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Seven Steps to Overcoming Procrastination

Mastering procrastination is about working out a way of not just undertaking those activities for which there is no clear psychological reward, but doing so with gusto, motivation and to a high standard. There is, however, not always an obvious reward or payoff for what you do.

Examples of activities where there may seem to be no obvious or immediate reward may include:

Working on a very small activity which is part of a bigger task (eg painting beams as part of a house that is being built is a small activity which may seem quite unrewarding to the person carrying it out, but which is nevertheless an important part of the task of building the house);

Undertaking a small task in of itself that just needs to be done: writing that letter, making that phone call, sending that email. The effect of carrying out (or not carrying out) these ‘little’ tasks may be enormous, but the payoff once the task has been done on time may seem small.

Often, when we are proactive there may seem little payoff to what we do: the world does not seem to change that much once the task is done; we may not always feel a huge sense of relief once the task is done; there may be no fanfares at the end of the task.

However, when we think through the consequences of not writing the letter, making the call or sending the email we realise just how important these seemingly ‘small’ tasks are.


Strategies we may want to adopt when dealing with tasks in order to raise their importance in our minds are:

  1. Set a time limit that turns the activity into a race against time exercise. This raises your motivation levels, adds a reward as well as adding an interesting element to carrying out the task. You also over time improve your ability to work to deadlines.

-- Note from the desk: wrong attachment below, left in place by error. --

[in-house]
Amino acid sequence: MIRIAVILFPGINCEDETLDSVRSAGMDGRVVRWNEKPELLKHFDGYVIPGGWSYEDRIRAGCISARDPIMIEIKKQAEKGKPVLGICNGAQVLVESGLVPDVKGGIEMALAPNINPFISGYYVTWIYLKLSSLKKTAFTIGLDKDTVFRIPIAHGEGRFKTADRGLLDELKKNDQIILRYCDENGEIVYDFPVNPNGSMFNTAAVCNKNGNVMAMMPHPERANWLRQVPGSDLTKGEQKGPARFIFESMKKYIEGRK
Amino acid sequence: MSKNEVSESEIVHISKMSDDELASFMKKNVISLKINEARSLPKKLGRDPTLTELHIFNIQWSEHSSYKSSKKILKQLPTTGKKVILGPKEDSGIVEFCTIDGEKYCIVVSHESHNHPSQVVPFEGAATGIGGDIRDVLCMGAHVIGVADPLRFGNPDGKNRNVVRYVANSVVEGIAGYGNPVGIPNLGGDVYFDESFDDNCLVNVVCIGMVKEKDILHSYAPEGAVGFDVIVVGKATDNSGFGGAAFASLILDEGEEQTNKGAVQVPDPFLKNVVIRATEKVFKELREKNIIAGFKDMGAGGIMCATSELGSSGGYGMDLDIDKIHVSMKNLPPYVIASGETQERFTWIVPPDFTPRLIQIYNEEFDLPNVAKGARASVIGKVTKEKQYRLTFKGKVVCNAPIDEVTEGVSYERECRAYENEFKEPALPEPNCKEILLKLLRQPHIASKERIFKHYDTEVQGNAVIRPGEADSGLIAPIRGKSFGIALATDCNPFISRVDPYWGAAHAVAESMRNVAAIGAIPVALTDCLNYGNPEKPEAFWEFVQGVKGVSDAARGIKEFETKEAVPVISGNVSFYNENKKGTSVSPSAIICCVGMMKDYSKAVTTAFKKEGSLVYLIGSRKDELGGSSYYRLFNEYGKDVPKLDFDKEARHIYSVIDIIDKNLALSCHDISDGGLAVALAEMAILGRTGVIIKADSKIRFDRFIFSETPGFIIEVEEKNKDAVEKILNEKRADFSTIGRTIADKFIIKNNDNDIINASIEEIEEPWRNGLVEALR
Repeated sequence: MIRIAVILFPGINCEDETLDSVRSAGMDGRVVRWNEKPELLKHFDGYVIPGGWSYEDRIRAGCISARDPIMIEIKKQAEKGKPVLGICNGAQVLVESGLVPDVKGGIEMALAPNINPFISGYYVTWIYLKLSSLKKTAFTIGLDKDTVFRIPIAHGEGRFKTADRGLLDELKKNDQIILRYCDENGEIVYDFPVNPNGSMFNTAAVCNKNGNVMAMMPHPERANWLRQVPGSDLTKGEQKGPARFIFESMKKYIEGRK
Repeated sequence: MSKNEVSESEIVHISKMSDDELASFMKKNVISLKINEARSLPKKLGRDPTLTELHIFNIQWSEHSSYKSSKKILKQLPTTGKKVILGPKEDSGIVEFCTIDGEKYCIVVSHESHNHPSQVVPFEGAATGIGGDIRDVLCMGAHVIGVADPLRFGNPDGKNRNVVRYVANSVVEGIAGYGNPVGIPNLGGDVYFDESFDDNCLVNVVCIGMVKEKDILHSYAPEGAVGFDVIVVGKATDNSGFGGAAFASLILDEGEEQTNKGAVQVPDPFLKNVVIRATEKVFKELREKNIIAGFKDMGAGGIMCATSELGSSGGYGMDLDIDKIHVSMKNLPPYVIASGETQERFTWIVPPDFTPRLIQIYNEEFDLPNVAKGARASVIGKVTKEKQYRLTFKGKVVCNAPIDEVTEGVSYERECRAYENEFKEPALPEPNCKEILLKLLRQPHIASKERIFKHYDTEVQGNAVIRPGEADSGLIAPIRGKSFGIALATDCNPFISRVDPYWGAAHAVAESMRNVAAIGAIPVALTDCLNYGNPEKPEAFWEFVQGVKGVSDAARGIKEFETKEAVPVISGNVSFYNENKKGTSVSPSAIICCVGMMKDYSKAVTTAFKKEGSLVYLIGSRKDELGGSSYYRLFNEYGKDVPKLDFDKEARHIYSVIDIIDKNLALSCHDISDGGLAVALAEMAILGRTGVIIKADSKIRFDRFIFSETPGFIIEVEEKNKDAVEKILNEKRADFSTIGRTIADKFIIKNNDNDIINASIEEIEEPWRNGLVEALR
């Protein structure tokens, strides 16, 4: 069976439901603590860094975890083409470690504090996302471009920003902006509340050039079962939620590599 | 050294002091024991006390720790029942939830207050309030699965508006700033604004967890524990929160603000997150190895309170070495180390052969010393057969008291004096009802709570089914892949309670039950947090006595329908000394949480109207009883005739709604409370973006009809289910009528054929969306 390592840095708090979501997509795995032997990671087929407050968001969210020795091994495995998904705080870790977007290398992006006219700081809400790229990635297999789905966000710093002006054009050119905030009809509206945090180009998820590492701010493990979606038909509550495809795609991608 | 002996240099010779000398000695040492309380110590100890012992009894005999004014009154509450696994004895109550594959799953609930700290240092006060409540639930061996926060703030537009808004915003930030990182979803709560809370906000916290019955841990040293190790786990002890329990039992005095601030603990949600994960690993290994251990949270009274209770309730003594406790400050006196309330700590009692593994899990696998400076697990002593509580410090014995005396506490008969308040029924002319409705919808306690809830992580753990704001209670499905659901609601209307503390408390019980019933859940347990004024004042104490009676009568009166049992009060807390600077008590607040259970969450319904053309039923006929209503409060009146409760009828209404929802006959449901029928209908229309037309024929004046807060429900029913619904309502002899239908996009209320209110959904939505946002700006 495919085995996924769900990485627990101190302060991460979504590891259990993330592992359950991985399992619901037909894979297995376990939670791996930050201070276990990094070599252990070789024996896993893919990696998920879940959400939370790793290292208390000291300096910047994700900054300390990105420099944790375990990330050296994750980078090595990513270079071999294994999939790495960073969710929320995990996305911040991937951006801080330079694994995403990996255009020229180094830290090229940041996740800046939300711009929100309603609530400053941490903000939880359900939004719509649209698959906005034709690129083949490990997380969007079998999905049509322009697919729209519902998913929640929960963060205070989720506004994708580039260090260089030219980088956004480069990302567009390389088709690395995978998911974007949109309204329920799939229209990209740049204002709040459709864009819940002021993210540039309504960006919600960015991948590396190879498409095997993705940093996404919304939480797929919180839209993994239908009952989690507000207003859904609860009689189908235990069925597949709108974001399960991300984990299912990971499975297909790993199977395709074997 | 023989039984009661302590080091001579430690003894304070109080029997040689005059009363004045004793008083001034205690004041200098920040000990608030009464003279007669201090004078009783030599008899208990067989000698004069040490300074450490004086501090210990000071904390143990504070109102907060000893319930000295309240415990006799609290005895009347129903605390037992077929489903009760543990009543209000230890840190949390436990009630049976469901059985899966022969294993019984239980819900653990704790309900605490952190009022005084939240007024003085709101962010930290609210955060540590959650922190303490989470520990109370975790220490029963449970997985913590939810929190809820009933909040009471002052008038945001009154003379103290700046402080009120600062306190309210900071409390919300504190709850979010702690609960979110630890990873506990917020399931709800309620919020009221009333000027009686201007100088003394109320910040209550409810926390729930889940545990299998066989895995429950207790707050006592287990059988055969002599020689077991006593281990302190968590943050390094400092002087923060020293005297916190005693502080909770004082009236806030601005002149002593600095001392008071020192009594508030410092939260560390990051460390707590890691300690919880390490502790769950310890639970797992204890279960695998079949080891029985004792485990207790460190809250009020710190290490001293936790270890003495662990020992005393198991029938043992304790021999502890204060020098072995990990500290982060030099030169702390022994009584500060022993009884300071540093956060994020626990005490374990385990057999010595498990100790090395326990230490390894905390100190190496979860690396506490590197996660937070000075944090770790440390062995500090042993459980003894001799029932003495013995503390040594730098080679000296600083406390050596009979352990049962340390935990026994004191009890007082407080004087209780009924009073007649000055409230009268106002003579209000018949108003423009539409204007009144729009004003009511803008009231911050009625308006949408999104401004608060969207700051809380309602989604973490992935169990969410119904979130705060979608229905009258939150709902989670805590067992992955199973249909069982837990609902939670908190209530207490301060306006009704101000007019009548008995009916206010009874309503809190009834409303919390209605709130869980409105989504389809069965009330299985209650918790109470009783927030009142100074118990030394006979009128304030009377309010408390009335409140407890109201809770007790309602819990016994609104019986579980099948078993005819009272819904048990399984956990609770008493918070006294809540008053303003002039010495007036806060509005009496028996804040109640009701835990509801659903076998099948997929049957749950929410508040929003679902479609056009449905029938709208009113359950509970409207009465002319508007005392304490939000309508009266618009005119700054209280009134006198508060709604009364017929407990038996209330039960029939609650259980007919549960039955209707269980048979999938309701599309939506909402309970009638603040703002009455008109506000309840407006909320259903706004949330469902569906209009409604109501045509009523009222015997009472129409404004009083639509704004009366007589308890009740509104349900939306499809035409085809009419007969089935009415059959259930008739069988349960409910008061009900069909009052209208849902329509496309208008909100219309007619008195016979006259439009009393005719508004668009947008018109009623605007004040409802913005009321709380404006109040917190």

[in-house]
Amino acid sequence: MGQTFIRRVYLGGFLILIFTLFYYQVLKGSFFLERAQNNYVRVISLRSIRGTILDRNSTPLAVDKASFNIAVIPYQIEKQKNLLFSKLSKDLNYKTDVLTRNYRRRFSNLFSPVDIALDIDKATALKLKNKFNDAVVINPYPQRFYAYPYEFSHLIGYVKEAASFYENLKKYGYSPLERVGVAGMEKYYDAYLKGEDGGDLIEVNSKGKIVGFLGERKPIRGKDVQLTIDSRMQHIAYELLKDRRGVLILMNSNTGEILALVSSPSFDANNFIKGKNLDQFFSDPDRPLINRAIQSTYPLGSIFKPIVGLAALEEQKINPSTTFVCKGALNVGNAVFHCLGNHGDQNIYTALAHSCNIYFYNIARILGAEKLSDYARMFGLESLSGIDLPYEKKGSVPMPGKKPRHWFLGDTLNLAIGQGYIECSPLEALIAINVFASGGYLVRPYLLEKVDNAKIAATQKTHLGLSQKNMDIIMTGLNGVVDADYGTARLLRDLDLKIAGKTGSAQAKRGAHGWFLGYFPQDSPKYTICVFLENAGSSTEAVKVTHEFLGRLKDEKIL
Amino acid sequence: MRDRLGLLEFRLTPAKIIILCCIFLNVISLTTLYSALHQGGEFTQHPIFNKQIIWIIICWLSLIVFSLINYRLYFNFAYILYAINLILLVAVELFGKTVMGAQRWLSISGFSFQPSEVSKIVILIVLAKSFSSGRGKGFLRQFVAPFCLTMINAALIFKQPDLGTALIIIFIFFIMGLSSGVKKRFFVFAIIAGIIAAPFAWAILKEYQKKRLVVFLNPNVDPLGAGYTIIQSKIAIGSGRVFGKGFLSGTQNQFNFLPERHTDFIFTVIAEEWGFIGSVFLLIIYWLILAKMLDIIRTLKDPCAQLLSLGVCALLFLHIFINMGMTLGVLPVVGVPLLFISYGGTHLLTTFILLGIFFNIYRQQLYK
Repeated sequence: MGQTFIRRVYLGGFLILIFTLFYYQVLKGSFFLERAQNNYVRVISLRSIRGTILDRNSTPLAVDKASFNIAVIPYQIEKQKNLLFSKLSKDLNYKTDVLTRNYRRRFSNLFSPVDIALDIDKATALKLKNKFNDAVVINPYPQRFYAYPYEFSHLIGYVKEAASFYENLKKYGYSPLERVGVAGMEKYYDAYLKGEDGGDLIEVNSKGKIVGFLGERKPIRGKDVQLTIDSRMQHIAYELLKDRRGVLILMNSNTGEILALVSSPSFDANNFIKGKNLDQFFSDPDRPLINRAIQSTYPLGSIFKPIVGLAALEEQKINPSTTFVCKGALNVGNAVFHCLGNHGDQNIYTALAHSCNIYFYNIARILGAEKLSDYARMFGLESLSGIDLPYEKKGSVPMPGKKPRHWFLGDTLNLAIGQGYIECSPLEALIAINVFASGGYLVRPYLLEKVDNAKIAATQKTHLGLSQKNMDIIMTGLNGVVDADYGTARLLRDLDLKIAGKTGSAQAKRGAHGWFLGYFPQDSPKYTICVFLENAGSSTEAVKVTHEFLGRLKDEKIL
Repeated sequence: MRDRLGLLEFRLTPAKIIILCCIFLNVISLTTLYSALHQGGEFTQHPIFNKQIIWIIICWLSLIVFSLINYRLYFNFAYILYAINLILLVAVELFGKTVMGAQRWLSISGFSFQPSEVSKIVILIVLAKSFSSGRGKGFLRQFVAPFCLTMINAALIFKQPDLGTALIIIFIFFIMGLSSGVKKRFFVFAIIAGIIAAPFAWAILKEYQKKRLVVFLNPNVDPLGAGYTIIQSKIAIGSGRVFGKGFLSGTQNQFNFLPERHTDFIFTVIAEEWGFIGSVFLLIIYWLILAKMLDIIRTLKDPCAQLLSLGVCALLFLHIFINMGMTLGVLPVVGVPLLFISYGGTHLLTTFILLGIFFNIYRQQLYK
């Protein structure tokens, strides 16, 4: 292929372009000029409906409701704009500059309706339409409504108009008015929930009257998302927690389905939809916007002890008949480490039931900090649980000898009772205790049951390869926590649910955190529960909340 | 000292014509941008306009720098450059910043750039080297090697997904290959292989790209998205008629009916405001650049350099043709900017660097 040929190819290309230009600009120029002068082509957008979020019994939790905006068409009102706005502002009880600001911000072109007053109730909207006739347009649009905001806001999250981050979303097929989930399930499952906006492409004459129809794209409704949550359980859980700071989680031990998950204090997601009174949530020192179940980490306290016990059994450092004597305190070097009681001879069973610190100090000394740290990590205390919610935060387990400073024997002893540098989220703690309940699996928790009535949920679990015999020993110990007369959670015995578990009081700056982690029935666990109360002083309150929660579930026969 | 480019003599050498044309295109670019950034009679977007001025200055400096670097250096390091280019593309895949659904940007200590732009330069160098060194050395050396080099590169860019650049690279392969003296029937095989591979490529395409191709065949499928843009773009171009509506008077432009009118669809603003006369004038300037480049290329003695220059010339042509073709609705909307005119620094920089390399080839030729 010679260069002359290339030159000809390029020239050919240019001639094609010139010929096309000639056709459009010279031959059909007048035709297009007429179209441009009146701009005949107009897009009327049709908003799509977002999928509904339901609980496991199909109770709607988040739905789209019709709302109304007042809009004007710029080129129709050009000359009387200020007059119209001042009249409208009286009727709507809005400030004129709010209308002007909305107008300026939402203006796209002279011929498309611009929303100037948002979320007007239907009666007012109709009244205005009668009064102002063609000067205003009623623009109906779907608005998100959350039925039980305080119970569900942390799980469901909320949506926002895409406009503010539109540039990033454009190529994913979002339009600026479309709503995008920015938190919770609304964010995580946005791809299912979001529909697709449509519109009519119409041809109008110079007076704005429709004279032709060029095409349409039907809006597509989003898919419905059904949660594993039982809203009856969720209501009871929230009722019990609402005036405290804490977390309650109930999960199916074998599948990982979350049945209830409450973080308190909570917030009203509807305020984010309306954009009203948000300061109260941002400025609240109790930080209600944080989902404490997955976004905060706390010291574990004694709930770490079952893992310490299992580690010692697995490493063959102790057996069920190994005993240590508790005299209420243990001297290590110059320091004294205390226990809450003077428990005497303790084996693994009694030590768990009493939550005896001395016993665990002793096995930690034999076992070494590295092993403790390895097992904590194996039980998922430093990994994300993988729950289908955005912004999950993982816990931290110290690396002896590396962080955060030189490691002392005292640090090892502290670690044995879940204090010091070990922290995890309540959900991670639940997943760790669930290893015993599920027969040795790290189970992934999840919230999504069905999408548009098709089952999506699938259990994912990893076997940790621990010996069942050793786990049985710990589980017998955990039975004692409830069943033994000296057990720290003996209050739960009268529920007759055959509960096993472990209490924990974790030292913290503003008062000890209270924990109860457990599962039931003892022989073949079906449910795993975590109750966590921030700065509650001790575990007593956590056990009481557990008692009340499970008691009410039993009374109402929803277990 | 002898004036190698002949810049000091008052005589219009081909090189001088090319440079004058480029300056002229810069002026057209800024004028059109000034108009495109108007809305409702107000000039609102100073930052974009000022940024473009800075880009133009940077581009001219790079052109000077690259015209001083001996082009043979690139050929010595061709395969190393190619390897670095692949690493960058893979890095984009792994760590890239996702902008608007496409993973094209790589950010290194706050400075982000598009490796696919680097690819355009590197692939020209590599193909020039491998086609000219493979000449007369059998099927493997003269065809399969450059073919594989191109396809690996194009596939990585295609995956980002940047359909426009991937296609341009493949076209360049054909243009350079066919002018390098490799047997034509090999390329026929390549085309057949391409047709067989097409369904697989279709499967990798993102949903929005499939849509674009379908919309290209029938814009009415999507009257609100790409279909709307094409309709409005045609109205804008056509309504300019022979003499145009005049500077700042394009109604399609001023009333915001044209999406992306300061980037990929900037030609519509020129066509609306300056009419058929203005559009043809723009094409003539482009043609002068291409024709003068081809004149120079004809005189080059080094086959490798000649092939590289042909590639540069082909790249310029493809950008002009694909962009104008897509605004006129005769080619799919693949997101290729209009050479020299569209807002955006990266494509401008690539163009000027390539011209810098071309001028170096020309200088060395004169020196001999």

2. Follow the task up with something you enjoy or even love doing in order that your mind is not focused solely on the activity.
  3. If you are engaged in an undertaking you do not enjoy give yourself a reward for completing it. One reward may be to take the rest of the day off. In this case you simply do not schedule anything in for the rest of the day and allow yourself to do whatever you want to do.
  4. Think through the consequences of not carrying out the task and use this as a reverse incentive to push on with it. Neuro linguistic programming (NLP) specialists say our motivation is either towards something pleasurable or away from pain. This is an example of when you are avoiding the pain of not doing something you know you should
  5. For larger tasks map out exactly what you need to do. If you are building a house create a plan of action you can refer to that goes alongside your architectural plans. This gives you a psychological framework and lets you see where in your plan your beams painting activity comes. It also gives you a sense of progress because you know where you are in your plan at any one time
  6. If there is an activity you really cannot face enlist the help of those around you (your support network) to either assist or motivate you.
  7. Start each day with one main activity you do not enjoy. Do it before you tackle anything else. Set your time limit. Complete the task then continue your day as normal.

The reward is the satisfaction you feel that a job has been done well, quickly and is out of the way

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